"After a while, I got tired of being a cop and went to Oregon College of Education, graduating with a degree in general studies," said Norm, who went on to work at different jobs, including Pacific Power & Light and Pacific Northwest Bell, before going into business for himself as a remodeling contractor.
"I loved tearing other people's houses apart," Norm said. Fortunately he's just as good at putting them back together.
Norm didn't take up art seriously until after they married. He prefers working with colored pencils or watercolor in a wide variety of techniques, and he particularly likes painting old barns and lighthouses but is also good at portraits. A number of his works line the walls of their home.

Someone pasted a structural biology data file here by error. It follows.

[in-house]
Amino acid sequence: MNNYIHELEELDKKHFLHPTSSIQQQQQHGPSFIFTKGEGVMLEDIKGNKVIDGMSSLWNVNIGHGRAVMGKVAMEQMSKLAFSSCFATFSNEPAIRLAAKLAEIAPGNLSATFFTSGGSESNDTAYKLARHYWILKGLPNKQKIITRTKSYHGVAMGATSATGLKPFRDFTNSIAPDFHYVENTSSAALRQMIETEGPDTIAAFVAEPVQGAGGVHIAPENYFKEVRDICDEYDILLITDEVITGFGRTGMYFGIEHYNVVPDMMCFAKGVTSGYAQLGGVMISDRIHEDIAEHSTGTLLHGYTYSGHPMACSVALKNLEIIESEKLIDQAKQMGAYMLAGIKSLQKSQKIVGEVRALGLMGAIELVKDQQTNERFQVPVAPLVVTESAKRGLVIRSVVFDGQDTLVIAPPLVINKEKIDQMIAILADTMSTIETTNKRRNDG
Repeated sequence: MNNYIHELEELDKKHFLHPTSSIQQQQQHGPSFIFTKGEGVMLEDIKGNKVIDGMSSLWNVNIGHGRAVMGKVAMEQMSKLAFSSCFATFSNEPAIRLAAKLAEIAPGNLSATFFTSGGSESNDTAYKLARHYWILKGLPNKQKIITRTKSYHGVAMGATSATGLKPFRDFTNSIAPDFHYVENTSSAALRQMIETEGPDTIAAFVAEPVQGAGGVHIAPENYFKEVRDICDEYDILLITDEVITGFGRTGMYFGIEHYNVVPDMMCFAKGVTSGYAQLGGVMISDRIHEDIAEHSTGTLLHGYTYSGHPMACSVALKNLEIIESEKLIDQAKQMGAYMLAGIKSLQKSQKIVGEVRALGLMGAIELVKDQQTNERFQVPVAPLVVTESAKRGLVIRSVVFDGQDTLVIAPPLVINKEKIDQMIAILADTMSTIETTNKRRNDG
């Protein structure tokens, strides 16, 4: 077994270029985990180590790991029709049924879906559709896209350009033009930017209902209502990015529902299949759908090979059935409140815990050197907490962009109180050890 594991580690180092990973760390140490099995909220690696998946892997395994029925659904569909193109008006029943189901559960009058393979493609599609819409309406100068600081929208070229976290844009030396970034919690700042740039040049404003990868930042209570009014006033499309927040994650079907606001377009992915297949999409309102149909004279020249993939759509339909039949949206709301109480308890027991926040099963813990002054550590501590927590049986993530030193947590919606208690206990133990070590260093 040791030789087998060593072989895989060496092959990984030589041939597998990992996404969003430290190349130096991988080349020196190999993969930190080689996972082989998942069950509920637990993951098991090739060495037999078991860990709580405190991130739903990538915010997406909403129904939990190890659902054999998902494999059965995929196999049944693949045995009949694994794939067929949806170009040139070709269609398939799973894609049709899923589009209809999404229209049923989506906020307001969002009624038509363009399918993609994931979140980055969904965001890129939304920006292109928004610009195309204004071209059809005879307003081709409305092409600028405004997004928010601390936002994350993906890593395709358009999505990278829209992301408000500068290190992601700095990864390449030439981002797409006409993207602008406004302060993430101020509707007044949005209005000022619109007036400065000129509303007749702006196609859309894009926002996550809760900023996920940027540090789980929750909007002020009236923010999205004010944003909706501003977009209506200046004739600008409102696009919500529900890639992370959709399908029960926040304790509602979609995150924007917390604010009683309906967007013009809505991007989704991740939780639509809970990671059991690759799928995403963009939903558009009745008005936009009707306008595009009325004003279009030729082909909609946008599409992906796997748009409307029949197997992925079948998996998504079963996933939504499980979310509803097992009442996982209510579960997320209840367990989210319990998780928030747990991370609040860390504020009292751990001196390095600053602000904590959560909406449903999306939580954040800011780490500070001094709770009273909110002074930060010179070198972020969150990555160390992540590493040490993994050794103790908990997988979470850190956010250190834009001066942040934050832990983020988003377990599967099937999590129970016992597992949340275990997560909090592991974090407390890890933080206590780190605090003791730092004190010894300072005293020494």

So how did a remodeling contractor and a Christian writer meet?
Ever the kidder, Norm's version is, "I fell off a bar stool, and she picked me up."
Sally tells it slightly differently: "Three friends and I started a business that trained people on how to write and speak effectively in the business world. We had regular training sessions, and Norm was one of the participants. Unfortunately the business came to a halt when one of the gals unexpectedly left the area.
"I was calling everyone to let them know the next session wouldn't be held as planned. When I called Norm, his response was, 'Well, I guess if I'm going to see you again I'll have to ask you out.' I said, 'I guess so.' And he hung up! Fortunately he called back a couple of days later, and we had that date."
Their first date was Feb. 12, and he brought her a bouquet of carnations; the flowers must have done the trick as they were married nine months later.
And that is the story of how a Christian writer and an irreverent contractor/painter got together and are still laughing 27 years later.